Looking ahead, we are optimistic that the UK can improve its export performance. To date, companies have seemingly held back from passing on the fall in the exchange rate through lower prices, preferring instead to bolster their profit margins as they seek to repair their balance sheets. Over time, however, we suspect the fall in the exchange rate, in both nominal and real terms, will start to have a more pronounced impact on the UK‚Äôs export performance. Such a strategic shift is likely to be aided by policy, with the new coalition government indicating that it also believes the opportunity for growth lies in an expansion of exports, particularly to emerging Asia. To capitalize on this opportunity, however, it is imperative that the UK continues to invest in those high-value added industries in which it has a comparative advantage.
Adam Chester, Senior UK Macreconomist
Weekly economic data preview 7 June 2010
Markets await Bernanke and Trichet
ŰÄāĄ The euro remains under selling pressure, falling below $1.20 for the first time since March 2006 and dipping to a record low versus the Swiss franc last Friday. Global equities also saw further declines, while ‚Äėsafe haven‚Äô flows pushed government bond yields lower. News that US private sector payrolls rose by just 41k in May (total payrolls rose by 431k, boosted by census workers) reinforced this price action. The overarching theme in European markets is that the recent ‚ā¨750bn rescue package has failed to sufficiently assuage investor concerns and further initiatives from policymakers cannot be discounted. However, what markets really want is action on reducing high government deficits and debt. But meaningful progress is unlikely to be achieved quickly - implying that volatile market conditions may persist for some time yet. Data releases this
week are likely to take a back seat to events this week, with Thursday‚Äôs ECB press conference and Fed Chairman Bernanke‚Äôs testimony on the economy at the House Budget Committee on Wednesday providing key highlilghts.
ŰÄāĄ In the UK, we look for the Bank of England to leave Bank Rate on hold at 0.5% and maintain the size of its asset purchase programme at ¬£200bn. In its May Inflation Report, risks to the Bank‚Äôs GDP growth projection were skewed to the downside, consistent with the idea that the Bank is open to the idea of re-starting asset purchases if required. In terms of economic
data, this week sees the release of April industrial production figures, where we look for an increase of 0.4% m/m. This will provide an early guide to Q2 GDP (where the preliminary estimate is published on 23 July).
ŰÄāĄ Economic data flow in the euro-zone is limited this week, so attention turns to Thursday‚Äôs ECB Governing Council meeting. Here, we look for the key refinancing rate to stay on hold at 1%, although the ‚Äėbigger picture‚Äô of euro-zone (in)stability continues to concern financial markets. We note that Jean-Claude Trichet was silent on the subject of euro-zone government bond purchases at May‚Äôs ECB press conference, before undertaking such purchases only two working days later. Mr. Trichet could thus be faced with tough questions on the ECB‚Äôs communication strategy and possibly its wider credibility. In addition, the ECB will publish its latest staff economic projections. Back in March, the ECB‚Äôs forecast range stood at 0.4%-1.2% for this year and 0.5%-2.5% for 2011. It is not clear that any meaningful revisions are imminent in this week‚Äôs projections, with the drag from recent financial market volatility broadly offsetting a still robust export performance from the ‚Äúcore‚ÄĚ countries.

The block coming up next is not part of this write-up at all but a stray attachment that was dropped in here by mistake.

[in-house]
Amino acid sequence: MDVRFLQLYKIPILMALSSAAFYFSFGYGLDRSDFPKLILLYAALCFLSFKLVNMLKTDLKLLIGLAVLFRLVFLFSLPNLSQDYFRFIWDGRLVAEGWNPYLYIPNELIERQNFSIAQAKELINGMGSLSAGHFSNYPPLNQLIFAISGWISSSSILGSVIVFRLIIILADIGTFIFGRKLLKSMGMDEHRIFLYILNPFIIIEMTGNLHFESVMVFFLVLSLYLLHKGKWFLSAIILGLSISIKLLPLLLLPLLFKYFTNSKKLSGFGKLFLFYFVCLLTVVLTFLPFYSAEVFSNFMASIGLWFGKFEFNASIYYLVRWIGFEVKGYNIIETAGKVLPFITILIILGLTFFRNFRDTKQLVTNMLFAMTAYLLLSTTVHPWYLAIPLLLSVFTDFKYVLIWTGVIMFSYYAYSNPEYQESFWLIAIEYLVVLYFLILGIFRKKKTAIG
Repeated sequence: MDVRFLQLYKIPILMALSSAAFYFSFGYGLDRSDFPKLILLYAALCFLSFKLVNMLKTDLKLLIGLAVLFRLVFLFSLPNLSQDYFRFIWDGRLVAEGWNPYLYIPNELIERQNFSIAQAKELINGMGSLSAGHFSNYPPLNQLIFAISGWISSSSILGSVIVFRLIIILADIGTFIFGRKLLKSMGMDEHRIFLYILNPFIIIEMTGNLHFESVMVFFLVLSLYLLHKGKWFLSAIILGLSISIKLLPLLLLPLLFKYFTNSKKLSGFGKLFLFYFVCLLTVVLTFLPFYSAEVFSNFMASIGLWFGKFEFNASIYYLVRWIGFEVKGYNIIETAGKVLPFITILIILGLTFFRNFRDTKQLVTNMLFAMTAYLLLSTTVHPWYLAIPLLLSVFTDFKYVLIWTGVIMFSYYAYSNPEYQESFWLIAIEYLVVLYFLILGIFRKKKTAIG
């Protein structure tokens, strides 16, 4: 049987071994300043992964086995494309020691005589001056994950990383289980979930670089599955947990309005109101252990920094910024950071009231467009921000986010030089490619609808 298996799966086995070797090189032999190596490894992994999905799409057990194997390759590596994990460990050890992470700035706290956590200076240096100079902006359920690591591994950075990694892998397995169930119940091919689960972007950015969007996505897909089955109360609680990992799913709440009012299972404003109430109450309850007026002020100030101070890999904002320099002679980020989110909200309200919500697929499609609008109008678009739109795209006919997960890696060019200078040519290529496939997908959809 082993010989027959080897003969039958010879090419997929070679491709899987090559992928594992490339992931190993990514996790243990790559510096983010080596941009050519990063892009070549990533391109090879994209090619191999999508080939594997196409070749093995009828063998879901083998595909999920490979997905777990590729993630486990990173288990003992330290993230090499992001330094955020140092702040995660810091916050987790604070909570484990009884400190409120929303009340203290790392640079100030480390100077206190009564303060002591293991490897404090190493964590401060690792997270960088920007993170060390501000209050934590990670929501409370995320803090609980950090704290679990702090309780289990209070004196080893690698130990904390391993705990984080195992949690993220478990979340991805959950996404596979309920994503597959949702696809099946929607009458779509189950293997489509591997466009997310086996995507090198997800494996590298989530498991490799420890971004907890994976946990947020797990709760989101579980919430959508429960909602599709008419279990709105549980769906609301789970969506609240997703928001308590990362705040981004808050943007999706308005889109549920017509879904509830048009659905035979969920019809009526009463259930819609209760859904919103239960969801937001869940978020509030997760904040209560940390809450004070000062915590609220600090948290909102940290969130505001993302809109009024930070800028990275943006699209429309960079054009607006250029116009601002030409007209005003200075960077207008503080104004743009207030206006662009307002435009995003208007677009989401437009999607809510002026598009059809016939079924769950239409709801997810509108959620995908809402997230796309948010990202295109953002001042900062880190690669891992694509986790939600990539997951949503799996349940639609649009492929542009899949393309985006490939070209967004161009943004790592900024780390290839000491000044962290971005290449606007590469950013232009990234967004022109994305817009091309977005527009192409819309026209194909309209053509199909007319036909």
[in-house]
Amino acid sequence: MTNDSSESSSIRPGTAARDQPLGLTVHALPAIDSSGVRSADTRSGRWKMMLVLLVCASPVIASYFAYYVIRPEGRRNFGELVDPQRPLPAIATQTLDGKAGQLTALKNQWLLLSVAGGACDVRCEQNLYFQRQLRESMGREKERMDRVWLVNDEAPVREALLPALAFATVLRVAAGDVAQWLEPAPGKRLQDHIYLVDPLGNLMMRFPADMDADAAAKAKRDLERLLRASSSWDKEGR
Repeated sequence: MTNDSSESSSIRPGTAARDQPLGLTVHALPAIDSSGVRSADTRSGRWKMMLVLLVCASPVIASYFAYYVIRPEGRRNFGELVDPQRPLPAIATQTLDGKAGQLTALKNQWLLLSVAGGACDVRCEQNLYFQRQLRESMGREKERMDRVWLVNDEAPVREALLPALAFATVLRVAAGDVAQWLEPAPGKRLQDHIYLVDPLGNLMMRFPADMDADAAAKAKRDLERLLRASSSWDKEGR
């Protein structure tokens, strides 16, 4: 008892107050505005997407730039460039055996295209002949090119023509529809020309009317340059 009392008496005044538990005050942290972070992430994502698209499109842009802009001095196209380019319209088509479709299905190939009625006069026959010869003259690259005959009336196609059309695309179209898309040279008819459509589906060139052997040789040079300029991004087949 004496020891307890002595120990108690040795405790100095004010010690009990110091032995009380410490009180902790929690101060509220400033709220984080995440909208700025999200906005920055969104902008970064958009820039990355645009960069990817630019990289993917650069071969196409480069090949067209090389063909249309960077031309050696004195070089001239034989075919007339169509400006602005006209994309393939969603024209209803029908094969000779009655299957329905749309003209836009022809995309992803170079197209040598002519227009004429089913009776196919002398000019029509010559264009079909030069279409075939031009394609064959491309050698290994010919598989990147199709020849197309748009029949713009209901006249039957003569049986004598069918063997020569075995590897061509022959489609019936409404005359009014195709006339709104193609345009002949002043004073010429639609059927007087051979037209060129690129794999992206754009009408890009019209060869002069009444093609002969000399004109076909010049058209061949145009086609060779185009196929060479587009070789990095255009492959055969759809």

ŰÄāĄ There are a host of Fed speakers this week, headed by Chairman Bernanke at the House Budget Committee on Wednesday. After the softer-than-expected payrolls report last Friday, their views on the economic outlook may provide important insights on the potential nature and timing of exit strategies. The Fed‚Äôs Beige Book is also published on Wednesday. The main data highlights this week are provided by retail sales on Friday, which we expect to post an eighth straight gain in May (+0.2%) and the trade figures on Thursday, which we predict to show a slight widening in the deficit to $42bn in May.
In other news, New Zealand is expected to join a select group of G-20 countries and raise its policy rate to 2.25% from 2%. Among the downpour of data from Brazil this week, three key releases are expected to confirm that growth remains brisk. Real GDP is forecast to have grown 2.9% in Q1 from Q4 2009. But high inflation outturns and tightening capacity constraints are likely to see the Brazilian central bank tighten interest rates by 75 basis points at its meeting on Wednesday, bringing the target interest rate to 10.25%. Key inflation and trade data from China are also due this week.
Jeavon Lolay, Mark Miller and Sian Fenner
Economic Research,10 Gresham Street,
Lloyds TSB Corporate
London EC2V 7AE,
0207 626 - 1500